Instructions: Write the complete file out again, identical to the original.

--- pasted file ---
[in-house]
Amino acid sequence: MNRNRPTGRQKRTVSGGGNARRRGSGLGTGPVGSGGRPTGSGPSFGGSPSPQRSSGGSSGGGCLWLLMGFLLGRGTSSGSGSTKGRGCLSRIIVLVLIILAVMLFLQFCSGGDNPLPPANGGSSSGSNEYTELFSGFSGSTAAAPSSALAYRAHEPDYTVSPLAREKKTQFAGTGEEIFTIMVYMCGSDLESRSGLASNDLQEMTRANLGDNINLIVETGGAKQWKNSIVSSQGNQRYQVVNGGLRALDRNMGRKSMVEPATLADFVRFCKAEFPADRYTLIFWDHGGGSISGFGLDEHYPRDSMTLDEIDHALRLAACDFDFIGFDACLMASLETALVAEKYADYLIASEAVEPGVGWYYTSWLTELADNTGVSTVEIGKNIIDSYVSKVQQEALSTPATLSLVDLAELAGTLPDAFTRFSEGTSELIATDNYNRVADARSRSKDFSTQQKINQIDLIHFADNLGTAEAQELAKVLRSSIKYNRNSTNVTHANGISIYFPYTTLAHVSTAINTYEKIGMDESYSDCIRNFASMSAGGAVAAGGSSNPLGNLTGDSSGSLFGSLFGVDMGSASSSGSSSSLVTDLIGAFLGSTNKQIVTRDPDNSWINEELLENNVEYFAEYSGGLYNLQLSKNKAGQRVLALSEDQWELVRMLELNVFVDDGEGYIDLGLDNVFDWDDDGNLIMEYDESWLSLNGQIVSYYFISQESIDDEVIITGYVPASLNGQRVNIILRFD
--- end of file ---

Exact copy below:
[in-house]
Amino acid sequence: MNRNRPTGRQKRTVSGGGNARRRGSGLGTGPVGSGGRPTGSGPSFGGSPSPQRSSGGSSGGGCLWLLMGFLLGRGTSSGSGSTKGRGCLSRIIVLVLIILAVMLFLQFCSGGDNPLPPANGGSSSGSNEYTELFSGFSGSTAAAPSSALAYRAHEPDYTVSPLAREKKTQFAGTGEEIFTIMVYMCGSDLESRSGLASNDLQEMTRANLGDNINLIVETGGAKQWKNSIVSSQGNQRYQVVNGGLRALDRNMGRKSMVEPATLADFVRFCKAEFPADRYTLIFWDHGGGSISGFGLDEHYPRDSMTLDEIDHALRLAACDFDFIGFDACLMASLETALVAEKYADYLIASEAVEPGVGWYYTSWLTELADNTGVSTVEIGKNIIDSYVSKVQQEALSTPATLSLVDLAELAGTLPDAFTRFSEGTSELIATDNYNRVADARSRSKDFSTQQKINQIDLIHFADNLGTAEAQELAKVLRSSIKYNRNSTNVTHANGISIYFPYTTLAHVSTAINTYEKIGMDESYSDCIRNFASMSAGGAVAAGGSSNPLGNLTGDSSGSLFGSLFGVDMGSASSSGSSSSLVTDLIGAFLGSTNKQIVTRDPDNSWINEELLENNVEYFAEYSGGLYNLQLSKNKAGQRVLALSEDQWELVRMLELNVFVDDGEGYIDLGLDNVFDWDDDGNLIMEYDESWLSLNGQIVSYYFISQESIDDEVIITGYVPASLNGQRVNIILRFD